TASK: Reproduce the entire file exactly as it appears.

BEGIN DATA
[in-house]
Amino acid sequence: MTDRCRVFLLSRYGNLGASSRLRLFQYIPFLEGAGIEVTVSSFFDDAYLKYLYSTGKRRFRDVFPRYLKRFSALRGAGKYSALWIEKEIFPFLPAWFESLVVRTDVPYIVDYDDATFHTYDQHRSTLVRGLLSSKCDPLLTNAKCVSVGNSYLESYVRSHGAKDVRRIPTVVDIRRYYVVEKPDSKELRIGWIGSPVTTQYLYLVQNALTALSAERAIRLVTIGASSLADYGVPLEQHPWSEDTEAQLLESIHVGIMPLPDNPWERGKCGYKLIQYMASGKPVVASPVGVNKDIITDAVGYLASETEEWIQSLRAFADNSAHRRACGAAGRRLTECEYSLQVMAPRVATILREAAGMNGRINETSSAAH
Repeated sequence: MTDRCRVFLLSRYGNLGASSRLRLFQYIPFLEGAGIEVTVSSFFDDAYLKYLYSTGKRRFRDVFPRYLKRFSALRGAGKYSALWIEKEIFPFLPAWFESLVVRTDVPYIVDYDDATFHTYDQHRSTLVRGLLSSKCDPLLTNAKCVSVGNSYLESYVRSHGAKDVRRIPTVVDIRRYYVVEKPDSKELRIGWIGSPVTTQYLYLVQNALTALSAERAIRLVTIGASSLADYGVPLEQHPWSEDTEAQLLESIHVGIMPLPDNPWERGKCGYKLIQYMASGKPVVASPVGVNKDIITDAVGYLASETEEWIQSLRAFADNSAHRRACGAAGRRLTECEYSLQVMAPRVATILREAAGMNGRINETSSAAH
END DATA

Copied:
[in-house]
Amino acid sequence: MTDRCRVFLLSRYGNLGASSRLRLFQYIPFLEGAGIEVTVSSFFDDAYLKYLYSTGKRRFRDVFPRYLKRFSALRGAGKYSALWIEKEIFPFLPAWFESLVVRTDVPYIVDYDDATFHTYDQHRSTLVRGLLSSKCDPLLTNAKCVSVGNSYLESYVRSHGAKDVRRIPTVVDIRRYYVVEKPDSKELRIGWIGSPVTTQYLYLVQNALTALSAERAIRLVTIGASSLADYGVPLEQHPWSEDTEAQLLESIHVGIMPLPDNPWERGKCGYKLIQYMASGKPVVASPVGVNKDIITDAVGYLASETEEWIQSLRAFADNSAHRRACGAAGRRLTECEYSLQVMAPRVATILREAAGMNGRINETSSAAH
Repeated sequence: MTDRCRVFLLSRYGNLGASSRLRLFQYIPFLEGAGIEVTVSSFFDDAYLKYLYSTGKRRFRDVFPRYLKRFSALRGAGKYSALWIEKEIFPFLPAWFESLVVRTDVPYIVDYDDATFHTYDQHRSTLVRGLLSSKCDPLLTNAKCVSVGNSYLESYVRSHGAKDVRRIPTVVDIRRYYVVEKPDSKELRIGWIGSPVTTQYLYLVQNALTALSAERAIRLVTIGASSLADYGVPLEQHPWSEDTEAQLLESIHVGIMPLPDNPWERGKCGYKLIQYMASGKPVVASPVGVNKDIITDAVGYLASETEEWIQSLRAFADNSAHRRACGAAGRRLTECEYSLQVMAPRVATILREAAGMNGRINETSSAAH